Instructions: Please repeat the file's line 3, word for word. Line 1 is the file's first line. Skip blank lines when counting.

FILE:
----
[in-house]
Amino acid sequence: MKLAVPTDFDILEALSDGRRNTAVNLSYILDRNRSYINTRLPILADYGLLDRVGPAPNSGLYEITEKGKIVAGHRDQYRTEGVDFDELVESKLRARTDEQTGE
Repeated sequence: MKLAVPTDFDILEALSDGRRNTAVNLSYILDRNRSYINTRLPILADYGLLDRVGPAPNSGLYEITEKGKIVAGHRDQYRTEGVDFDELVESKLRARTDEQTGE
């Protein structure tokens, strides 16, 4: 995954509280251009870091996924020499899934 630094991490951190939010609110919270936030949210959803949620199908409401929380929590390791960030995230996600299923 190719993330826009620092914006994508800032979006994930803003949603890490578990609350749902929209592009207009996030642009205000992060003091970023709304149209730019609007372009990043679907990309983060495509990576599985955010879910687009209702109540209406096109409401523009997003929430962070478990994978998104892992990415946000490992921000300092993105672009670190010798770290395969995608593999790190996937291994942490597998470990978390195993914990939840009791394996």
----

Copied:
Repeated sequence: MKLAVPTDFDILEALSDGRRNTAVNLSYILDRNRSYINTRLPILADYGLLDRVGPAPNSGLYEITEKGKIVAGHRDQYRTEGVDFDELVESKLRARTDEQTGE